Update: Zinc

Just added two tables to the page on zinc. Table 1 lists the DRIs and Table 2 lists plant foods high in zinc. Link.

15 Responses to “ Update: Zinc”

  1. Miles Says:

    Dried pumpkin seeds have 2.5 mg of zinc per 1/4 cup according to that same source. Other databases such as have it at 4 mg per 1/4 cup even. Chia seeds have 3.5 mg zinc per 100 grams.

  2. Jack Norris RD Says:


    The chia seed industry should hire you as a spokesperson! I have added it to the zinc table.

    > Dried pumpkin seeds have 2.5 mg of zinc per 1/4 cup according to that same source.

    Which source, this one?

    If so, do you have a copy of that paper?

  3. Miles Says:

    No, no I thought the listings in your table were from the USDA database-

  4. Jack Norris RD Says:


    The problem is that there is no listing for just pumpkin seeds but rather pumpkin and squash seeds, so I don’t want to use their listing. It’s pretty amazing that they don’t have one for just pumpkin seeds.

  5. Laura Says:

    The absorption of zinc is lower from plant foods, so maybe, even if a vegan gets the RDA of zinc, they could still have problems with zinc deficiency.

  6. Laura Says:

    I read that vegetarians need “up to” 50% more zinc, because it’s less well absorbed from plant foods. Vegans might need even more.
    So vegans looking at your zinc page and comparing their intake to the RDA’s may get the wrong impression.
    Dr. Weil suggests that vegetarians take 30 mg of zinc/day.
    He says vegetarian diets are high in copper. More zinc may compensate for the high copper content.
    I’ve found zinc supplements help me sleep.

  7. Jack Norris RD Says:


    I have not seen enough evidence to suggest that vegetarians or vegans need more zinc than meat-eaters. I also have not seen evidence that vegans have particularly high copper intakes.

  8. Laura Says:

    Here’s where the “vegetarians need 50% more zinc” comes from:

  9. Jack Norris RD Says:


    I have seen people *suggest* that vegetarians might need more, but as the page you referred to says:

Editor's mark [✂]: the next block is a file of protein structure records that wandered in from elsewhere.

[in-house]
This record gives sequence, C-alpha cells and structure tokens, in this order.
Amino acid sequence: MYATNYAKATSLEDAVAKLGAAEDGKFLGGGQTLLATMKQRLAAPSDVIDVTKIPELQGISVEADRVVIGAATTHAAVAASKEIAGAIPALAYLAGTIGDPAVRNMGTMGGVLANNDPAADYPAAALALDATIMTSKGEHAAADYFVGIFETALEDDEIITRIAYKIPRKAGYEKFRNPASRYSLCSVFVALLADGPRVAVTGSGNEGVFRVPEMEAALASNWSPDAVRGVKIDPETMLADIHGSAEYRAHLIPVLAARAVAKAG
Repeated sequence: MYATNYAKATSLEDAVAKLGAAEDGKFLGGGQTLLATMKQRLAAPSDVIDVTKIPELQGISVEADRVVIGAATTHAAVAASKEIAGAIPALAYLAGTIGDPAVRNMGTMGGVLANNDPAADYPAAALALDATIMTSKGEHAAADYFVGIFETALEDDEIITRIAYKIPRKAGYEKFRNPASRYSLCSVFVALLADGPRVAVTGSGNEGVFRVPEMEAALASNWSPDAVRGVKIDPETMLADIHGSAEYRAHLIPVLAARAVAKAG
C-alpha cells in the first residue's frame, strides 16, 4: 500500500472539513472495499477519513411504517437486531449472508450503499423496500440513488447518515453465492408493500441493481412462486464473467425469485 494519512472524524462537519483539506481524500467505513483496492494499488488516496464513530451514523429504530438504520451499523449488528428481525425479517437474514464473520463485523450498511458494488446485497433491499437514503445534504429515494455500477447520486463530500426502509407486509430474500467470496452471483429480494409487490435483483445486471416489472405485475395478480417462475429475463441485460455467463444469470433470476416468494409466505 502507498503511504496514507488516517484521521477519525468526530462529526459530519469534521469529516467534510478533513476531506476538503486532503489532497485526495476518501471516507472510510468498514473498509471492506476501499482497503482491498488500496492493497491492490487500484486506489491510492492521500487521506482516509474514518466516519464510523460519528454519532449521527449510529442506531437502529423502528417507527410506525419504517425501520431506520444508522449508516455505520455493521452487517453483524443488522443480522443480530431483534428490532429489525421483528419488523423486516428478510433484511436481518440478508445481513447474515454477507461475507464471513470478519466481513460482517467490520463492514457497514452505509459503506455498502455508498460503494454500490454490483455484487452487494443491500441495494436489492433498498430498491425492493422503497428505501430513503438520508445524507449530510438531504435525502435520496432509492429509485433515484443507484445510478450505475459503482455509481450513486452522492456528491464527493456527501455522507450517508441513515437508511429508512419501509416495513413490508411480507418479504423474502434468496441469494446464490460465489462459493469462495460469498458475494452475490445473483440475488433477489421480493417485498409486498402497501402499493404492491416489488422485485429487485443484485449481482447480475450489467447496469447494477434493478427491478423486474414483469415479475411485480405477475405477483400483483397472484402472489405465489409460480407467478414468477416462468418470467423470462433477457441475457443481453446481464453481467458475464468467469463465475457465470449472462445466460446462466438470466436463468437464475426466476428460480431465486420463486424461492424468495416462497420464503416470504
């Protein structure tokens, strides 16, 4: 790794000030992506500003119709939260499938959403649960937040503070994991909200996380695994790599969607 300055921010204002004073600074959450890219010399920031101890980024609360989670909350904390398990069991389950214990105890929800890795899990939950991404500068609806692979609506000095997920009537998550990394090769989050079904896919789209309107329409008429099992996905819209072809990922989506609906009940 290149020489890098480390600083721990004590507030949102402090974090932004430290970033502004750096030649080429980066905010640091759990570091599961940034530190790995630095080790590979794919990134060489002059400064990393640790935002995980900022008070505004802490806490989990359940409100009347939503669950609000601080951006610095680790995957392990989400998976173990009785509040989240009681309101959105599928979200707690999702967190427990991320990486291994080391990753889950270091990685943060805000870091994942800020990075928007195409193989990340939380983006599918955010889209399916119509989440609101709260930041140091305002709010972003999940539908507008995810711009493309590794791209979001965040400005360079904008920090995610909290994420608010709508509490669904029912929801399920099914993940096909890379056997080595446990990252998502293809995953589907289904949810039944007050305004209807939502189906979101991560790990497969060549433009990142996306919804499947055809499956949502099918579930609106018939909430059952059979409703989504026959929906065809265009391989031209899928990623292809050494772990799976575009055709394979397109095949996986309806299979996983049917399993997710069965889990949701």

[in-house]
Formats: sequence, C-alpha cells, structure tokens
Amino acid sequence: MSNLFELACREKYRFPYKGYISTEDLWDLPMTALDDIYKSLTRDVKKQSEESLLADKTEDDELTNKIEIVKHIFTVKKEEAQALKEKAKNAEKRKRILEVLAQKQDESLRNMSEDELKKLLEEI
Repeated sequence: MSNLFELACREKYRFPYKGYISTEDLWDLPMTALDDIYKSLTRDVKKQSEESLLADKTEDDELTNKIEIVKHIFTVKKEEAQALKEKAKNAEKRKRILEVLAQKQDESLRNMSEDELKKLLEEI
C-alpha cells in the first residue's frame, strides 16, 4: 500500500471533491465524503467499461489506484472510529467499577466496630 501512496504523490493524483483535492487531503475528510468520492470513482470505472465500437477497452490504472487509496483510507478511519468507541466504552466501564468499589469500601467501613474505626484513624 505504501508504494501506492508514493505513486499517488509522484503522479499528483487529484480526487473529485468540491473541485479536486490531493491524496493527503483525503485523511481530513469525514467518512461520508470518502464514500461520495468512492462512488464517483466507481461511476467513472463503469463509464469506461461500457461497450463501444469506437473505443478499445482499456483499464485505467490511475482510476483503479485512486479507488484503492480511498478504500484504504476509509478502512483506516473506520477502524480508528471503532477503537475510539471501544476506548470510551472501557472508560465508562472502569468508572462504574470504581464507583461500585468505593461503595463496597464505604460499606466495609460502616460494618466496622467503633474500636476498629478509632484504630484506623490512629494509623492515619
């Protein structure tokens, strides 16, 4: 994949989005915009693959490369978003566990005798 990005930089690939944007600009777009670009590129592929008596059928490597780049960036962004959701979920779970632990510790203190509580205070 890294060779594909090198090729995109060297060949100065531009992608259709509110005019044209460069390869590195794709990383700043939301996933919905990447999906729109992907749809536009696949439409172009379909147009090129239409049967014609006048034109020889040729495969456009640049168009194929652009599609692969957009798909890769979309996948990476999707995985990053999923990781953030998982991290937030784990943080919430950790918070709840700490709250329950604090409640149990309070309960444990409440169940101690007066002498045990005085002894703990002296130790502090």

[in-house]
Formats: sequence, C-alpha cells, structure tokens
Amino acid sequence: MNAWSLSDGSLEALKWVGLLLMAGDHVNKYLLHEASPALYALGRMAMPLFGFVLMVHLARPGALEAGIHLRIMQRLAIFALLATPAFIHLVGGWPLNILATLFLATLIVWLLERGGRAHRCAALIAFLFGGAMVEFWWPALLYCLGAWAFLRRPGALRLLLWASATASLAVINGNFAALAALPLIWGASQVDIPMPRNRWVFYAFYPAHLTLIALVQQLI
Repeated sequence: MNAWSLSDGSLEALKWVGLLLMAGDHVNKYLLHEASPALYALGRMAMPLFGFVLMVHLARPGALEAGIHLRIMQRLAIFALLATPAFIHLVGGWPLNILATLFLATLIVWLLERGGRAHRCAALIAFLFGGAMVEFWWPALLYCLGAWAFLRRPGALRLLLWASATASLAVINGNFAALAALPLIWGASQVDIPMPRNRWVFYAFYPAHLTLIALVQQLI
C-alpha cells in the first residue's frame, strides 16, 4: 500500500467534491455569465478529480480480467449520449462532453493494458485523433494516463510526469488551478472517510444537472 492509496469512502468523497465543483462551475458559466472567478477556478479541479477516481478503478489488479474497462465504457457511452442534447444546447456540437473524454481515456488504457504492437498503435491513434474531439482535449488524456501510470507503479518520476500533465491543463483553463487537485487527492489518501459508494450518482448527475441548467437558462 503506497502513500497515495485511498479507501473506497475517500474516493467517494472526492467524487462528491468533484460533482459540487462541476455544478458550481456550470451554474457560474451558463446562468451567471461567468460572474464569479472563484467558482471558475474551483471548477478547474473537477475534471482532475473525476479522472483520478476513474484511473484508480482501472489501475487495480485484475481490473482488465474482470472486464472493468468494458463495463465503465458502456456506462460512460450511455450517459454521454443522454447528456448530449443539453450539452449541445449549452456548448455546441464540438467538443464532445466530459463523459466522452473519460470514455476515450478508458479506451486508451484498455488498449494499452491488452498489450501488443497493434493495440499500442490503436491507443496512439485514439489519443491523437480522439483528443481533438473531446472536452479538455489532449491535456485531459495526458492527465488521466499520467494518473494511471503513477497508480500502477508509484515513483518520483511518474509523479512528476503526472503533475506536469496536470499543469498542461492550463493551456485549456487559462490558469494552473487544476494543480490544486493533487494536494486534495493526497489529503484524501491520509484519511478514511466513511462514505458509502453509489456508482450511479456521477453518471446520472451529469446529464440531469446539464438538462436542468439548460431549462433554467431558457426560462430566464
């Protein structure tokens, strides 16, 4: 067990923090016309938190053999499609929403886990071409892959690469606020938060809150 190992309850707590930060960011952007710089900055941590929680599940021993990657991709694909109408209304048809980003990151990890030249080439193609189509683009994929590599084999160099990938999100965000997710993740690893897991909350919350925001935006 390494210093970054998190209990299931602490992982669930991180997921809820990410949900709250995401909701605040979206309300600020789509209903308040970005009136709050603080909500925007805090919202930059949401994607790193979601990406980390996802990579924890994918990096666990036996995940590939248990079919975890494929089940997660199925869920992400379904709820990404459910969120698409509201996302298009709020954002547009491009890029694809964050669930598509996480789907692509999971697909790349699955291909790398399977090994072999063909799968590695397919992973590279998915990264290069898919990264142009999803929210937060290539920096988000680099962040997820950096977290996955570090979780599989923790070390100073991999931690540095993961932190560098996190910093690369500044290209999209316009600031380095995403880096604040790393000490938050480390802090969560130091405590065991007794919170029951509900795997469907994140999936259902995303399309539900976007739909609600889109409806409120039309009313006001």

“Individuals consuming vegetarian diets were found to be in positive zinc balance (Ganapathy et al., 1981; Hunt et al., 1998)….At this time there are not sufficient data to set algorithms for establishing dietary requirements for zinc on the basis of the presence and concentration of other nutrients and food components.”

    If memory serves, those studies by Hunt were based on diets that were not representative of typical veg diets and were designed to decrease zinc absorption.

    Due to your persistence :), I have added a paragraph to the page on zinc:

    “There is some concern that factors in a vegetarian or vegan diet can reduce zinc absorption, increasing needs for vegetarians by up to 50% (5). A modest zinc supplement of 50 to 100% of the RDA should be safe for those who are concerned. Too much zinc supplementation can reduce copper absorption, so it is best to err on the side of less zinc supplementation or also take copper.”

  10. Renee Says:

    vegans and vegetarians who consume large quantities of legumes and wholegrains may have increased zinc requirements due to the phytates found in legumes and wholegrains. Apparently soaking your legumes and wholegrains will reduce the activity of phytakes, however, I’ve noticed for myself that regardless of my zinc intake of foods, I seem to be generally low in zinc.

  11. Jack Norris RD Says:


    How do you determine that you are low in zinc?

  12. Renee Says:

    using a zinc tally test, plus I can tell when I’m low because my skin breaks out, my sense of taste is reduced and my nails become brittle

  13. Jack Norris RD Says:


    Very interesting. I’ve never even heard of such a thing before, but found this link. I need to check into that more, but won’t have time until I get an article on soy done and am back to blogging frequently.

  14. Renee Says:

    I usually use a liquid zinc supplement/tally test (zinc sulfate) such as Orthoplex Zinc status. You just swish 10 ml of the zinc in your mouth for 10 seconds, taking note of tastes and sensations you experience. The less you taste or feel, and the longer it takes to taste anything the more likely you are to be zinc deficient. If you have a strong reaction to the taste straight away (people usually say it tastes ‘eggy’ or really metallic) the less likely you are to be zinc deficient. I find this test to be quite accurate with my patients (I’m a final year naturopathy student), family, friends and myself

  15. Wendy Says:


    I was reviewing this update and raw hearts of palm are a really good source of zinc. Almost 3,73 mg/100 g.

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